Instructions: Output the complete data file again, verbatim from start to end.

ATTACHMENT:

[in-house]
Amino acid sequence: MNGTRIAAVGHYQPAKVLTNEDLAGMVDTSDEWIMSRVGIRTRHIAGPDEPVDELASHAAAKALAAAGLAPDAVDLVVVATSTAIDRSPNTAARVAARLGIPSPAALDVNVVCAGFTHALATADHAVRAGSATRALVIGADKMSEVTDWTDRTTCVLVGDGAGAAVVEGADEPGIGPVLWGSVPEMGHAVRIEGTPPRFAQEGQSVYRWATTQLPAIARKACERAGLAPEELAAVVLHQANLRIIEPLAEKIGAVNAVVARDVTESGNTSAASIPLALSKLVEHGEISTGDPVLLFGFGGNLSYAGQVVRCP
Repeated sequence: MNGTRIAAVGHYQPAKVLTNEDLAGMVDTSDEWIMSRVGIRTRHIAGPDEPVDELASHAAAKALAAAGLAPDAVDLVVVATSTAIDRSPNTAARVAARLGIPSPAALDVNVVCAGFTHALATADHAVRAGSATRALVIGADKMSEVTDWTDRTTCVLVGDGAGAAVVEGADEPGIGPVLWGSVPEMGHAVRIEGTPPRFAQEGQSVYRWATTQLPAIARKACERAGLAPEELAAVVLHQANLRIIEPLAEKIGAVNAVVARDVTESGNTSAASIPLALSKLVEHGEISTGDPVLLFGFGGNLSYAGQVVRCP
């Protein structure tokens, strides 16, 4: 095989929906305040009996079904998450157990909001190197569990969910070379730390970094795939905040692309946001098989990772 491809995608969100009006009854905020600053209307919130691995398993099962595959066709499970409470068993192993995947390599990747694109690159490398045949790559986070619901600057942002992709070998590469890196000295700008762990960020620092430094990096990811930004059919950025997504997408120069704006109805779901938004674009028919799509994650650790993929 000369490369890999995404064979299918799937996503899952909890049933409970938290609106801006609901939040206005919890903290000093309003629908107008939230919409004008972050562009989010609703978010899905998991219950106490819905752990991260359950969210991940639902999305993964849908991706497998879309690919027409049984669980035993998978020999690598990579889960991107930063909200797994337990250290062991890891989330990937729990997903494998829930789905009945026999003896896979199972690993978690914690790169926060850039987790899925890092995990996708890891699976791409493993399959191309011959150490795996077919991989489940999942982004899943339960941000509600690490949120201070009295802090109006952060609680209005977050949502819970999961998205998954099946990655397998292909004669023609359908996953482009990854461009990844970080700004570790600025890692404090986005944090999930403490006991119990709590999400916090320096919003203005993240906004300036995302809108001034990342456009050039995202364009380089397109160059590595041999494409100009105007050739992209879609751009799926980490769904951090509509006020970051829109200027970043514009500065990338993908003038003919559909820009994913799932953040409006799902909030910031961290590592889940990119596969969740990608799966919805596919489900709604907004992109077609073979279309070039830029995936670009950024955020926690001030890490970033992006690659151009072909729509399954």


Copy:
[in-house]
Amino acid sequence: MNGTRIAAVGHYQPAKVLTNEDLAGMVDTSDEWIMSRVGIRTRHIAGPDEPVDELASHAAAKALAAAGLAPDAVDLVVVATSTAIDRSPNTAARVAARLGIPSPAALDVNVVCAGFTHALATADHAVRAGSATRALVIGADKMSEVTDWTDRTTCVLVGDGAGAAVVEGADEPGIGPVLWGSVPEMGHAVRIEGTPPRFAQEGQSVYRWATTQLPAIARKACERAGLAPEELAAVVLHQANLRIIEPLAEKIGAVNAVVARDVTESGNTSAASIPLALSKLVEHGEISTGDPVLLFGFGGNLSYAGQVVRCP
Repeated sequence: MNGTRIAAVGHYQPAKVLTNEDLAGMVDTSDEWIMSRVGIRTRHIAGPDEPVDELASHAAAKALAAAGLAPDAVDLVVVATSTAIDRSPNTAARVAARLGIPSPAALDVNVVCAGFTHALATADHAVRAGSATRALVIGADKMSEVTDWTDRTTCVLVGDGAGAAVVEGADEPGIGPVLWGSVPEMGHAVRIEGTPPRFAQEGQSVYRWATTQLPAIARKACERAGLAPEELAAVVLHQANLRIIEPLAEKIGAVNAVVARDVTESGNTSAASIPLALSKLVEHGEISTGDPVLLFGFGGNLSYAGQVVRCP
């Protein structure tokens, strides 16, 4: 095989929906305040009996079904998450157990909001190197569990969910070379730390970094795939905040692309946001098989990772 491809995608969100009006009854905020600053209307919130691995398993099962595959066709499970409470068993192993995947390599990747694109690159490398045949790559986070619901600057942002992709070998590469890196000295700008762990960020620092430094990096990811930004059919950025997504997408120069704006109805779901938004674009028919799509994650650790993929 000369490369890999995404064979299918799937996503899952909890049933409970938290609106801006609901939040206005919890903290000093309003629908107008939230919409004008972050562009989010609703978010899905998991219950106490819905752990991260359950969210991940639902999305993964849908991706497998879309690919027409049984669980035993998978020999690598990579889960991107930063909200797994337990250290062991890891989330990937729990997903494998829930789905009945026999003896896979199972690993978690914690790169926060850039987790899925890092995990996708890891699976791409493993399959191309011959150490795996077919991989489940999942982004899943339960941000509600690490949120201070009295802090109006952060609680209005977050949502819970999961998205998954099946990655397998292909004669023609359908996953482009990854461009990844970080700004570790600025890692404090986005944090999930403490006991119990709590999400916090320096919003203005993240906004300036995302809108001034990342456009050039995202364009380089397109160059590595041999494409100009105007050739992209879609751009799926980490769904951090509509006020970051829109200027970043514009500065990338993908003038003919559909820009994913799932953040409006799902909030910031961290590592889940990119596969969740990608799966919805596919489900709604907004992109077609073979279309070039830029995936670009950024955020926690001030890490970033992006690659151009072909729509399954």